Don’t Skip Tummy Time to Avoid SIDS Experts Say

SIDS deaths have decreased dramatically since the beginning of the “Back to Sleep” campaign, and this is a great thing! But unfortunately, the campaign has also reduced the amount of time babies are spending on their tummies. Experts say that, while back sleeping is important for your infant’s safety, tummy time is important for development and it should be part of your baby’s daily routine.

Tanya Altmann, M.D., a pediatrician in California says,

“Not only do babies need to learn how to support their heads when they are still, they also need to be able to turn their head in response to what’s happening around them, and hold their heads steady when they are moved. As with other milestones, they develop these skills through practice.”

But more than just the head and neck muscles are developed during tummy time. Infants exercise and develop all of their muscles during this important time on the floor. Tummy time encourages your baby to roll over, crawl and sit up by offering them a time to explore and learn how their bodies work.

Tummy time is also great for the shape of your baby’s head. According to doctors, more and more infants are being seen with flat spots on the back of their heads. This is from spending too much time on their backs. Tummy time can help to even out the shaping of your baby’s head and prevent the development of a flat spot.

But how early should you start? According to the experts, you can start your infant on tummy time as soon as their umbilical cord falls off – just a few weeks after birth. Chris Tolcher, M.D., FAAP, professor of pediatrics at the University of Southern California School of Medicine says, at the very latest, your infant should start tummy time by one month of age.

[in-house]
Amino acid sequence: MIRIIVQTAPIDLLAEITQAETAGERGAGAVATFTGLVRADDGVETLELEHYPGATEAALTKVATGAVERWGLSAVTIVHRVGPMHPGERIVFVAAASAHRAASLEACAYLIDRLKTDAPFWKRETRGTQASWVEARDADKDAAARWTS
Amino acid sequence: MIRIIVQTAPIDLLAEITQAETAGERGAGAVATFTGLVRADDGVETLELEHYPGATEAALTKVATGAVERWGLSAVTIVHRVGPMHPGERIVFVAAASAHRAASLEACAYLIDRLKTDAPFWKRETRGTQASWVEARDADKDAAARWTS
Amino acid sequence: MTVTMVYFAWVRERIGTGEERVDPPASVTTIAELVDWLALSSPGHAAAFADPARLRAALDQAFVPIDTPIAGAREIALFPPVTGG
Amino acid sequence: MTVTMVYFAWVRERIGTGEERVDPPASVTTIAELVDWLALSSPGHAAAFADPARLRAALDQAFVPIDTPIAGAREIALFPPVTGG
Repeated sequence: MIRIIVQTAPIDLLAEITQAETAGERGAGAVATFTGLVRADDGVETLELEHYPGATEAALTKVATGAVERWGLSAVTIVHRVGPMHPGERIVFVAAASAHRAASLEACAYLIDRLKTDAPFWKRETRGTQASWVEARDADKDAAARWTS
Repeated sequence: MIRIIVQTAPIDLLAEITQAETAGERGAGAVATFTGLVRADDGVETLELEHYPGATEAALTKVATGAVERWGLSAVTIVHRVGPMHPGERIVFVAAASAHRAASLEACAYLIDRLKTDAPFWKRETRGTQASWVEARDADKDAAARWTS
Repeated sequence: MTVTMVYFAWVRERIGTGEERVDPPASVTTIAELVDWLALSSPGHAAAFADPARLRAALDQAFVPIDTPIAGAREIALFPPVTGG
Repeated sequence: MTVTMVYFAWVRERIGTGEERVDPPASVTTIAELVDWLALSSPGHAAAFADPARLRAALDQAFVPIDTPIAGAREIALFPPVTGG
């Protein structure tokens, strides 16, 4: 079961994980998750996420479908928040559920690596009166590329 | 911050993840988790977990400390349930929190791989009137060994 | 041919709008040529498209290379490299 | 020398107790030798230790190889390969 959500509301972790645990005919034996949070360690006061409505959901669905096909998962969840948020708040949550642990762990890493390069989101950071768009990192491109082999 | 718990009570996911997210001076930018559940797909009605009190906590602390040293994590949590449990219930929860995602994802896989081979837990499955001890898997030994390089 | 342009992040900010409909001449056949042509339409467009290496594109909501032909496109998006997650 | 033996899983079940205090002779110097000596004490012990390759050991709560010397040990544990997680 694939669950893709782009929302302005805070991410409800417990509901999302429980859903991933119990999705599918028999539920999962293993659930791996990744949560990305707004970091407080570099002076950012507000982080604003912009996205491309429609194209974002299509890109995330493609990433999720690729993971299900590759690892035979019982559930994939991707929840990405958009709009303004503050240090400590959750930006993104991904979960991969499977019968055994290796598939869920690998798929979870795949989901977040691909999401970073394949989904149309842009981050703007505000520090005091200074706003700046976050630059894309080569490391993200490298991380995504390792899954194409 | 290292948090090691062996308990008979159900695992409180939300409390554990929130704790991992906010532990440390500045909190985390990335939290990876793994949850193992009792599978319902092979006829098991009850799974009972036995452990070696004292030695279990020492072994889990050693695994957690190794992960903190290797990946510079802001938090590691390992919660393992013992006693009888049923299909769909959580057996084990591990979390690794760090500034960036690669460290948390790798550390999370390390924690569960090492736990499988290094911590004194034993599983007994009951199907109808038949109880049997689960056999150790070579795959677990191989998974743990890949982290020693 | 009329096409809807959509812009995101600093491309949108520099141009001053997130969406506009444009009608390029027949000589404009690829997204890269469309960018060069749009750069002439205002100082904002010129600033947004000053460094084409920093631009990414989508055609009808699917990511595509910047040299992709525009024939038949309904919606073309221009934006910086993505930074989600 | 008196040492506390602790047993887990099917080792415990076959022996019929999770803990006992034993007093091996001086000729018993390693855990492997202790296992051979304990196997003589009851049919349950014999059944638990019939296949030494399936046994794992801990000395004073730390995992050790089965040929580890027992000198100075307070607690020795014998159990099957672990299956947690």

Dr. Laura Jana, M.D., Nebraska pediatrician and co-author of Heading Home with Your Newborn says that there are some added benefits to starting earlier instead of later. “I’m also a big believer that the sooner you start, the more accepting babies are and the more it is just accepted as a natural position,” says Jana, M.D.

Of course, there is still the issue of when to place your baby on their tummy. According to professionals and the American Academy of Pediatrics, you should never lay your infant on their tummy if they are sleeping or unsupervised. If, however, you are in the room and they are awake, you can lay your baby on their tummy, as tolerated.

According to Scott Cohen, M.D. FAAP, attending physician at Cedars Sinai Medical Center and pediatrician says the amount of time doesn’t matter but that you should “offer tummy time at least once per day.” Tummy time doesn’t have to be boring either. The experts gave some tips on how you can make tummy time fun for both you and baby.

Tummy time can be time lying down with baby chest to chest. This is especially great for babies that are still really young. You can also lay on the floor with baby and place your head above theirs and sing songs or talk to them, encouraging them to look for your face. If you make tummy time a bonding, fun or silly time, your baby will start to look forward to their tummy time ritual, and so will you.

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About the author


Kate Givans is a wife and a mother of five—four sons (one with autism) and a daughter. She’s an advocate for breastfeeding, women’s rights, against domestic violence, and equality for all. When not writing—be it creating her next romance novel or here on Growing Your Baby—Kate can be found discussing humanitarian issues, animal rights, eco-awareness, food, parenting, and her favorite books and shows on Twitter or Facebook. Laundry is the bane of her existence, but armed with a cup of coffee, she sometimes she gets it done.

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